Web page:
There are many other questions regarding culture and education in India that I wish you would take up with Dr. Murli Manohar Joshi, who recently had the audacity in a television interview to praise “our traditional education” by saying that Bihar before the time of the British had “six lakh schools in six lakh villages”. There were indeed many traditional Brahmanic schools, but you know as well as I do who was excluded from them, and who was considered worthy of being taught the “higher” subjects. While he was talking about Bihar, why didn’t he mention Nalanda? Why don’t the educationists in your party take as their example the world-famous universities of ancient India, which were all Buddhist? It seems as if the followers of Hindutva like to say that “Buddhism is part of Hinduism” but would prefer to mention it as little as possible!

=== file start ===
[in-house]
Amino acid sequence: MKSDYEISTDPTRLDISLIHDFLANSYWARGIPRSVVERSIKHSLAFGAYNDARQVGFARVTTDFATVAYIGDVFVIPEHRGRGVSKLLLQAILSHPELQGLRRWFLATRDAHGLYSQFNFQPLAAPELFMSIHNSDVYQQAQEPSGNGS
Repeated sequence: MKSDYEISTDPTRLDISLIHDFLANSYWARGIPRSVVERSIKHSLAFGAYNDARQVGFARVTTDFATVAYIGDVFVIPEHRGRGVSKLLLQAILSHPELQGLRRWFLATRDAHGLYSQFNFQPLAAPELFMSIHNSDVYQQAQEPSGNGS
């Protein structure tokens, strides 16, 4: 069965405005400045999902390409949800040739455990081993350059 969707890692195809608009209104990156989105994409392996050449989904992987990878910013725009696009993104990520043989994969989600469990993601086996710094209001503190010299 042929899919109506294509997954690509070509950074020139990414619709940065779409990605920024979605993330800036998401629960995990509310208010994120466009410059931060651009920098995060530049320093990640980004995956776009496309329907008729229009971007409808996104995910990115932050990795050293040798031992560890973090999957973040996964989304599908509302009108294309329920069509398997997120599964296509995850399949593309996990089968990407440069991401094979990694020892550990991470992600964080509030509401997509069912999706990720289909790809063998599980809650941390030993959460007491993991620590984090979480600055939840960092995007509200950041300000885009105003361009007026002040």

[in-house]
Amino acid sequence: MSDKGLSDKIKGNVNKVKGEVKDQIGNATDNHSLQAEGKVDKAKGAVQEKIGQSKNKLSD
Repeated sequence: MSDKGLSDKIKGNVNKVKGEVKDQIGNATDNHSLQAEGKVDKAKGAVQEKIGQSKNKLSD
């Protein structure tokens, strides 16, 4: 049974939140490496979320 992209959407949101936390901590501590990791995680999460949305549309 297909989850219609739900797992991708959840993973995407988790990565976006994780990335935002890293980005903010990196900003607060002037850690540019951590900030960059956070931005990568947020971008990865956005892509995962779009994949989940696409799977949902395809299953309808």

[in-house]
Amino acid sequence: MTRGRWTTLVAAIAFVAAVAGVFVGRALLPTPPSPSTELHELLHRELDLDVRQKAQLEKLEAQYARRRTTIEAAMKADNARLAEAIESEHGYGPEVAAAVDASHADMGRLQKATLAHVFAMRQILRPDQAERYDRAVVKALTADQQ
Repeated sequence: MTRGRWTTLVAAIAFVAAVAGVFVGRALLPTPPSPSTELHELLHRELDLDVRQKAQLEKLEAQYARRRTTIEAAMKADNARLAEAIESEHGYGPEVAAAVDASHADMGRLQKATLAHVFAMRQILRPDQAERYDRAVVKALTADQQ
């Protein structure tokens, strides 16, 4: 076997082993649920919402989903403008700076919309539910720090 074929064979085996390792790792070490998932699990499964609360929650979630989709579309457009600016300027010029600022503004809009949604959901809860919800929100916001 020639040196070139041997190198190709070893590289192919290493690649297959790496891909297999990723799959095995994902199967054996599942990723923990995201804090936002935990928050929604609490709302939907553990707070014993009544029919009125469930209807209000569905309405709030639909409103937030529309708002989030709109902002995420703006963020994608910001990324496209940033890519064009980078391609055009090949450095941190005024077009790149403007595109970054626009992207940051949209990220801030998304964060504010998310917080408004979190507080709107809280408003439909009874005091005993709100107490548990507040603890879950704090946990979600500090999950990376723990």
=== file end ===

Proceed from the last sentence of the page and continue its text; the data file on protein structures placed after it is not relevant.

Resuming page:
Finally, a few words about politics. There is much important political theory in the ancient Indian tradition. But there are also crucial differences between that of the brahmanic tradition and the shramanic tradition. Jainism presents us the ideal of the king renouncing his throne, as Bahubali renounced his for Bharat. Buddhist kings were to follow the model of the chakravartin universal emperor who was responsible for providing protection to the householders who worked and accumulated wealth in righteous ways, and for preventing poverty.